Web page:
The white Wood sorrel flowers growing by the side of a woodland stream

Wood Sorrel

Oxalis acetosella

Key Facts

  • Height: up to 10cm

The fresh green, trefoil leaves of Wood-sorrel form distinctive clumps in woodlands and shady hedgerows, often growing from the moss on fallen logs.

Rising from these cushions, the delicate white flowers hang on tiny stems, blooming around Eastertime and giving rise to its popular European name of ‘Alleluia’.

How to Identify

Wood-sorrel has distinctive trefoil leaves – at night, the three, heart-shaped lobes are folded back into a tent; during the day, they flatten out. The white flowers have five petals and tiny purple veins; they also close as the light fades, reopening in the dappled sun.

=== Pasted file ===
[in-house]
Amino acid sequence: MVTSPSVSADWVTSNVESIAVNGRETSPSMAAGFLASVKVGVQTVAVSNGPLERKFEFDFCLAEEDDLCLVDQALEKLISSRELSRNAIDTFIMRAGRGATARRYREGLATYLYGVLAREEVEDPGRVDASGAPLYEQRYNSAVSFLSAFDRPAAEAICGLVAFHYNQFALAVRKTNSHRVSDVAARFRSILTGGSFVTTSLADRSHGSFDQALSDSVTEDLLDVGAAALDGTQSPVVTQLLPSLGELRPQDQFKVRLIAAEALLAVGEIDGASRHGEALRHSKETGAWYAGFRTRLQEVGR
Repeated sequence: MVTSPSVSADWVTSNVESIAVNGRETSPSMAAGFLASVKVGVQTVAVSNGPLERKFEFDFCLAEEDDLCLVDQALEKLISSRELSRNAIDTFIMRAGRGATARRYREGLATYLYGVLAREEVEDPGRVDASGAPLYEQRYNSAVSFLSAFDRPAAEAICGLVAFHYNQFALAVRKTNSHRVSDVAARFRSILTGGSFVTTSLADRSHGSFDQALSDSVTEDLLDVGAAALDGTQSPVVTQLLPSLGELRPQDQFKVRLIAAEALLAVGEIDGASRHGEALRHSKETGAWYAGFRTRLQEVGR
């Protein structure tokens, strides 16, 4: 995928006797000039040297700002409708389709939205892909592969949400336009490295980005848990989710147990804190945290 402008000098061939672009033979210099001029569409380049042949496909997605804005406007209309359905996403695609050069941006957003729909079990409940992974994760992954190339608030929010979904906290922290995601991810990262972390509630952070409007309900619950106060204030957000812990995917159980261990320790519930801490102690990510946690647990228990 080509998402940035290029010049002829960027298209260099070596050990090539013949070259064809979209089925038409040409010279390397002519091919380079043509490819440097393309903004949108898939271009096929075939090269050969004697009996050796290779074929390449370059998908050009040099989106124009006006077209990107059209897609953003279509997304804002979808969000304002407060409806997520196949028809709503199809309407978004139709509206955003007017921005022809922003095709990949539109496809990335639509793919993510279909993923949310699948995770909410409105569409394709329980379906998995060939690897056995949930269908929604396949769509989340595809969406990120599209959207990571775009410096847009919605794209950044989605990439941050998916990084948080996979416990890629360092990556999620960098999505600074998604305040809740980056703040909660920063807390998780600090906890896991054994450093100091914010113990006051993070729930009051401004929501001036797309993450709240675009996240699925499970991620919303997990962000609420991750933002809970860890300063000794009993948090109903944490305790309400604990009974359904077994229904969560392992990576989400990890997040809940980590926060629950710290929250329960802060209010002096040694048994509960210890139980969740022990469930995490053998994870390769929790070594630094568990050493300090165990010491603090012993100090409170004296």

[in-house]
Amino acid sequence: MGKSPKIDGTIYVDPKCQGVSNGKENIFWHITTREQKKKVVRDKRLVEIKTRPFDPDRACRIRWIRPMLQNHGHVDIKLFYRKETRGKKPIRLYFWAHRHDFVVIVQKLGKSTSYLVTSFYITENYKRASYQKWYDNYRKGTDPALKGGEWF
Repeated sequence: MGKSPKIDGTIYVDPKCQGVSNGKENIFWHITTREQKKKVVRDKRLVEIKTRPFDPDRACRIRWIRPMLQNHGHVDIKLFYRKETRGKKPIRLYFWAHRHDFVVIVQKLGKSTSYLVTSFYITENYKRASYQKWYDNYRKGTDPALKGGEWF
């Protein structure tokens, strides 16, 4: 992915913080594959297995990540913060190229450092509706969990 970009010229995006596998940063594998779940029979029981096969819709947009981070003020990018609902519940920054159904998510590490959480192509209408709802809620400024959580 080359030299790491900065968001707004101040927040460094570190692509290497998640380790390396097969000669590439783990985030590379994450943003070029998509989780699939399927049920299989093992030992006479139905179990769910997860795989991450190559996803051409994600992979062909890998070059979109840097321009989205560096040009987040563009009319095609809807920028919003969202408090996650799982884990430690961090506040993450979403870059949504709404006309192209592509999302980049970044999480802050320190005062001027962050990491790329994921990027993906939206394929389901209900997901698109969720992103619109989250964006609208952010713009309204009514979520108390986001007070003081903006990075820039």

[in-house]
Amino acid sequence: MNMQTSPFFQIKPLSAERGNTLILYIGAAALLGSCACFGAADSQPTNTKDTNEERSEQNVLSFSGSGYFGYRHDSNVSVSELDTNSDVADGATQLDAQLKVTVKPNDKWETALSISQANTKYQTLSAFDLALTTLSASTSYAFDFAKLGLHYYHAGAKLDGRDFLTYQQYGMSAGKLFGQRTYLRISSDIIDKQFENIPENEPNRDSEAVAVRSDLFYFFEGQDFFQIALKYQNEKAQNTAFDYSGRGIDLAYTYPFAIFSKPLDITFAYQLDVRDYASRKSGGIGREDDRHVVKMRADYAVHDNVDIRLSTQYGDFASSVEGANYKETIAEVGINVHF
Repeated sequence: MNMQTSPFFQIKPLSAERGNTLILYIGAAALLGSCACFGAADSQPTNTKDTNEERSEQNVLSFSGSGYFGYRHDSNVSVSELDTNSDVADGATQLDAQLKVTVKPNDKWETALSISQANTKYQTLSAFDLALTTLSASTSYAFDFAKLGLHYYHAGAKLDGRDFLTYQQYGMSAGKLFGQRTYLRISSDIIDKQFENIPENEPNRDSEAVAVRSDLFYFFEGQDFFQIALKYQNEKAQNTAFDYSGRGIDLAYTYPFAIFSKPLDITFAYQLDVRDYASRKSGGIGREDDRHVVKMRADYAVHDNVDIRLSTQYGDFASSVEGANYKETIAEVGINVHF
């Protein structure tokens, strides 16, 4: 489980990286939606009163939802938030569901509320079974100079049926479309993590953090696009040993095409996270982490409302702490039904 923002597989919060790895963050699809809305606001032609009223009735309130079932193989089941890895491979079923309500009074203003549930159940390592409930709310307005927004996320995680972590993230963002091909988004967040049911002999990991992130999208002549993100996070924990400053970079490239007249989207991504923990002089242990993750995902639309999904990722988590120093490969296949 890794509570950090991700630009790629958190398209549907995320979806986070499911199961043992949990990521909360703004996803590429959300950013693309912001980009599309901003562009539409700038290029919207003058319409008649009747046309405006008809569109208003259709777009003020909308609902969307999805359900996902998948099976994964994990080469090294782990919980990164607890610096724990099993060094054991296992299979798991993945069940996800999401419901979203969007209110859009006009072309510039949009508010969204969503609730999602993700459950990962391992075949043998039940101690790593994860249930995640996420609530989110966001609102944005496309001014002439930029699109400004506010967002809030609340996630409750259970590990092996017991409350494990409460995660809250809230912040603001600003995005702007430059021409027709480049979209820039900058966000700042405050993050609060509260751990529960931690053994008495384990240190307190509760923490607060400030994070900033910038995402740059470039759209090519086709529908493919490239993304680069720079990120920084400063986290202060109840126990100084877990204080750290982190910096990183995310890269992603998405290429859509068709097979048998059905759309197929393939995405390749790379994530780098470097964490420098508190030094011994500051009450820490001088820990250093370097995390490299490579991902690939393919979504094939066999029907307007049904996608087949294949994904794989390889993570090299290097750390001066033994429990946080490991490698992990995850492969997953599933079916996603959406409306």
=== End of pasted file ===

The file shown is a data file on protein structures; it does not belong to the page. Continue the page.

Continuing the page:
Where to find


How people can help

The Wildlife Trusts manage many woodland nature reserves sympathetically for a range of spring flowers, from shamrock-leaved Wood-sorrel to fragrant Ramsons, showy Bluebells to delicate Wood Anemones. A mix of coppicing, scrub-cutting and ride maintenance open up the woodland floor to the sun, helping many flowers and plants to thrive. You can help too: volunteer for your local Wildlife Trust and you could be involved in everything from traditional forest crafts to raising awareness about woodland wildlife.

Did you know?

Certain plants are used as indicators of how old a woodland is, although these plants may differ from region to region, simply because habitats, soils and conditions change the flora present. Wood-sorrel is used as an indicator of ancient woodlands mainly in central and southern England

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